Unexpected abnormal blood glucose results do not often influence perioperative management. As an example, one study evaluated the benefit of routine laboratory testing in 1010 presumably healthy patients undergoing cholecystectomy [49]. Eight patients had unexpected elevations in preoperative serum glucose; only one of these patients developed significant postoperative hyperglycemia and this was not recognized until after total parenteral nutrition was started. No patient in this study benefited from routine preoperative measurement of serum glucose.

Thus, routine measurement of blood glucose is NOT recommended for preoperative healthy patients.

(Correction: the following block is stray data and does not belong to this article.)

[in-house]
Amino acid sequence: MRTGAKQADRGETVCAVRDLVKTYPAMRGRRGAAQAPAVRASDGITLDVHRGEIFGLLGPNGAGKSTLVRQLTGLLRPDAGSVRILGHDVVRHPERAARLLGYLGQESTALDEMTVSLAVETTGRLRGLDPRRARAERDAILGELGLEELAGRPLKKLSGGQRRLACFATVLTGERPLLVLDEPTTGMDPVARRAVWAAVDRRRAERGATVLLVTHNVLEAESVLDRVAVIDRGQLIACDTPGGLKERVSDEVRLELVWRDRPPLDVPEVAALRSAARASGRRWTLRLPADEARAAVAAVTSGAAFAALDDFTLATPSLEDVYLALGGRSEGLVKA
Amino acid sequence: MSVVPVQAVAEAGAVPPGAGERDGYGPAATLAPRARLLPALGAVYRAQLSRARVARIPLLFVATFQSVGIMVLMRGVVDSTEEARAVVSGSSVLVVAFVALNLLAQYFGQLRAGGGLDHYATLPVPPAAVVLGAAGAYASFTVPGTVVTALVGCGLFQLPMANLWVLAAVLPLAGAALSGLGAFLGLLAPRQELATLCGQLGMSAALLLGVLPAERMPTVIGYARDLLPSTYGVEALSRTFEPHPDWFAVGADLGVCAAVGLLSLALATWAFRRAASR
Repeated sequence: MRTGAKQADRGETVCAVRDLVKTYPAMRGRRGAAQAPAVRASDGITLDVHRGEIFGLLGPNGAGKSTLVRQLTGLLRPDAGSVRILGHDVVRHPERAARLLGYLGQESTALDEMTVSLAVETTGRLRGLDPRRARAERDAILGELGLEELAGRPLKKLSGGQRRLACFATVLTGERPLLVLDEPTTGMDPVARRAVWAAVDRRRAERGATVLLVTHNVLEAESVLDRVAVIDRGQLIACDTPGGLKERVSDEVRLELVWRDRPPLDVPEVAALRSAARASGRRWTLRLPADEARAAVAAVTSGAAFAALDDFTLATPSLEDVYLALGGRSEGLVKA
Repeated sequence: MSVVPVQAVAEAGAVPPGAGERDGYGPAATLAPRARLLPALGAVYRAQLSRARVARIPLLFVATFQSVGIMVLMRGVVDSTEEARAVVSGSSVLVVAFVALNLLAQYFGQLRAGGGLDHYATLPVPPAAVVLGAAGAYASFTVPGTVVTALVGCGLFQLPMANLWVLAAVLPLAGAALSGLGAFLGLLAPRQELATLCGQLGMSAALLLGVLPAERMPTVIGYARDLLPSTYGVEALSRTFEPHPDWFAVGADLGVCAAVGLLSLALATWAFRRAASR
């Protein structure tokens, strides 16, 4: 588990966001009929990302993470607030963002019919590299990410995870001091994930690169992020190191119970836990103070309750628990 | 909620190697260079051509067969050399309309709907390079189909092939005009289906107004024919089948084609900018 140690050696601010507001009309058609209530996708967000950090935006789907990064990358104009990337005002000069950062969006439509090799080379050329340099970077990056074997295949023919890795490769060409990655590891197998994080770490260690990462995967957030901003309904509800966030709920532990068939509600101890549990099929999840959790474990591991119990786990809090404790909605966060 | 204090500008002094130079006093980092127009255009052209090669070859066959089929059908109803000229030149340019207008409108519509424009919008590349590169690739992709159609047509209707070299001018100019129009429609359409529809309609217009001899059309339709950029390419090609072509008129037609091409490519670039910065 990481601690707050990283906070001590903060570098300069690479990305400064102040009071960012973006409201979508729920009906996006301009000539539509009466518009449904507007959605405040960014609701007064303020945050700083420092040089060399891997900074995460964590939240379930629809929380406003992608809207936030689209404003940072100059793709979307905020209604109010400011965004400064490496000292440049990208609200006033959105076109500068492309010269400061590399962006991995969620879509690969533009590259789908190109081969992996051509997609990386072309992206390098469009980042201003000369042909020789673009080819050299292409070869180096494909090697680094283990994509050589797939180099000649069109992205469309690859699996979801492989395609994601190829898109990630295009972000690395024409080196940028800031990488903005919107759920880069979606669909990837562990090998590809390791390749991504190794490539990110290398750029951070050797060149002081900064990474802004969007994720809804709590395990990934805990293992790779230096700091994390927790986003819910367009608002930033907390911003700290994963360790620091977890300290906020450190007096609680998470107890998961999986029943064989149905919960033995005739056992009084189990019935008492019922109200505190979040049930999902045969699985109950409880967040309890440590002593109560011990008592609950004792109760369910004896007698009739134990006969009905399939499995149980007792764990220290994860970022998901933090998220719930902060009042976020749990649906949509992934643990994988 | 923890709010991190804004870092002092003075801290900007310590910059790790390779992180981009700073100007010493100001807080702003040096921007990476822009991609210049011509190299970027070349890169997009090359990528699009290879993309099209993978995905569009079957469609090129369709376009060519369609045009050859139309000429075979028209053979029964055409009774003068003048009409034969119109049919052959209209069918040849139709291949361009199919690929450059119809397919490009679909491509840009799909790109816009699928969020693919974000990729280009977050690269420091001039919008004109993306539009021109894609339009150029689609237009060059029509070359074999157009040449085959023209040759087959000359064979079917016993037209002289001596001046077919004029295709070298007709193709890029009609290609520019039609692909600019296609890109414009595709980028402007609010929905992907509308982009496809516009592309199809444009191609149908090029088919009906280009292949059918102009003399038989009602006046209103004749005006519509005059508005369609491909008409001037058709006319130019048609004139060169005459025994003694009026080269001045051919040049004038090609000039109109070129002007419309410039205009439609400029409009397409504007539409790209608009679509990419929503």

Liver function tests — Unexpected liver enzyme abnormalities are uncommon, occurring in only 0.3 percent of patients in one series [4]. In a pooled data analysis, only 0.1 percent of all routine preoperative liver function tests changed preoperative management (table 3) [7]. In a study of the National Surgical Quality Improvement Program database, among 25,149 patient with no comorbidities, the relative risk for major postoperative complications among patients who received preoperative liver function tests, when compared to those with no testing, approached one (RR 0.94, 95% CI 0.42-2.08) [6].

Severe liver function test abnormalities among patients with cirrhosis or acute liver disease are associated with increased surgical morbidity and mortality, but no data suggest that mild abnormalities among patients with no known liver disease have a similar impact [55]. Clinically-significant liver disease would most likely be suspected on the basis of the history and physical examination; thus, routine liver enzyme testing is NOT recommended.